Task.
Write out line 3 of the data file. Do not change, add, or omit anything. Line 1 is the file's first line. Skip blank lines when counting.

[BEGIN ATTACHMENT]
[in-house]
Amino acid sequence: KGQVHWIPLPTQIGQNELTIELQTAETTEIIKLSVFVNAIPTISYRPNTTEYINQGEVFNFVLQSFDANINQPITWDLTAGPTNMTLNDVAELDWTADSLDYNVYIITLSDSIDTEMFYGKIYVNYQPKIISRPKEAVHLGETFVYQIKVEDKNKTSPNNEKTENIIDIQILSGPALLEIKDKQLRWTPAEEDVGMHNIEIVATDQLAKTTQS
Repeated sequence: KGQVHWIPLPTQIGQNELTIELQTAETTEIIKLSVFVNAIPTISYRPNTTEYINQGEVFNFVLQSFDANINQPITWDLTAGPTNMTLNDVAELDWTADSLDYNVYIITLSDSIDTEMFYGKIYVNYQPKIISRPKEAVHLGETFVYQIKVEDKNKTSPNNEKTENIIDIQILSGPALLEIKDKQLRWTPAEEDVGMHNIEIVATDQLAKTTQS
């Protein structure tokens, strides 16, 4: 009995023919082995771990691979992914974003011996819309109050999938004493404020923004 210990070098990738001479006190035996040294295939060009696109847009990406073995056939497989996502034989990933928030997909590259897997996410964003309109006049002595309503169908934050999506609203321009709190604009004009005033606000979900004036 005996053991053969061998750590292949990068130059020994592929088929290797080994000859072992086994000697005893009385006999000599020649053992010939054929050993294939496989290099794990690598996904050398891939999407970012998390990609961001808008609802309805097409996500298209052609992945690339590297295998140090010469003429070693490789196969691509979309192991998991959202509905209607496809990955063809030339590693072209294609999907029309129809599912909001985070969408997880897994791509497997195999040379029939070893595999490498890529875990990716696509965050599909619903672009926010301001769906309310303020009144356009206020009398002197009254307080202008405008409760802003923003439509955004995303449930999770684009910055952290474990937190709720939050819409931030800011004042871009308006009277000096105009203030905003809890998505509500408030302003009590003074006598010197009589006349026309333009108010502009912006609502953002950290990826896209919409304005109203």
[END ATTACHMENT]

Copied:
Repeated sequence: KGQVHWIPLPTQIGQNELTIELQTAETTEIIKLSVFVNAIPTISYRPNTTEYINQGEVFNFVLQSFDANINQPITWDLTAGPTNMTLNDVAELDWTADSLDYNVYIITLSDSIDTEMFYGKIYVNYQPKIISRPKEAVHLGETFVYQIKVEDKNKTSPNNEKTENIIDIQILSGPALLEIKDKQLRWTPAEEDVGMHNIEIVATDQLAKTTQS